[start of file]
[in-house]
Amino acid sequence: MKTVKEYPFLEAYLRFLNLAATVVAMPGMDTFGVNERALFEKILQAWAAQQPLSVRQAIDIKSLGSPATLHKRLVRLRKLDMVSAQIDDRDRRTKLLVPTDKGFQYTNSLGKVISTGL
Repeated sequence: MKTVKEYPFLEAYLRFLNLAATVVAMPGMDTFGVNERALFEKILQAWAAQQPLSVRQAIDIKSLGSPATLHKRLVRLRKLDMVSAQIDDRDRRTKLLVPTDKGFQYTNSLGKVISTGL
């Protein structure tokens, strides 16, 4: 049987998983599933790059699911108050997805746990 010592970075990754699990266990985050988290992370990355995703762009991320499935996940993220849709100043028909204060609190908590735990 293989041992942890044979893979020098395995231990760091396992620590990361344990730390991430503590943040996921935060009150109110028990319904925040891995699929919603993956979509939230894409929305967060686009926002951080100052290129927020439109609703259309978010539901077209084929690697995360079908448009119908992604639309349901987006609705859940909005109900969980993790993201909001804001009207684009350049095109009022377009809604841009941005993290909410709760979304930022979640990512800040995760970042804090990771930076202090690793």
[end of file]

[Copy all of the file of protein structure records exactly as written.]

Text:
[in-house]
Amino acid sequence: MKTVKEYPFLEAYLRFLNLAATVVAMPGMDTFGVNERALFEKILQAWAAQQPLSVRQAIDIKSLGSPATLHKRLVRLRKLDMVSAQIDDRDRRTKLLVPTDKGFQYTNSLGKVISTGL
Repeated sequence: MKTVKEYPFLEAYLRFLNLAATVVAMPGMDTFGVNERALFEKILQAWAAQQPLSVRQAIDIKSLGSPATLHKRLVRLRKLDMVSAQIDDRDRRTKLLVPTDKGFQYTNSLGKVISTGL
């Protein structure tokens, strides 16, 4: 049987998983599933790059699911108050997805746990 010592970075990754699990266990985050988290992370990355995703762009991320499935996940993220849709100043028909204060609190908590735990 293989041992942890044979893979020098395995231990760091396992620590990361344990730390991430503590943040996921935060009150109110028990319904925040891995699929919603993956979509939230894409929305967060686009926002951080100052290129927020439109609703259309978010539901077209084929690697995360079908448009119908992604639309349901987006609705859940909005109900969980993790993201909001804001009207684009350049095109009022377009809604841009941005993290909410709760979304930022979640990512800040995760970042804090990771930076202090690793």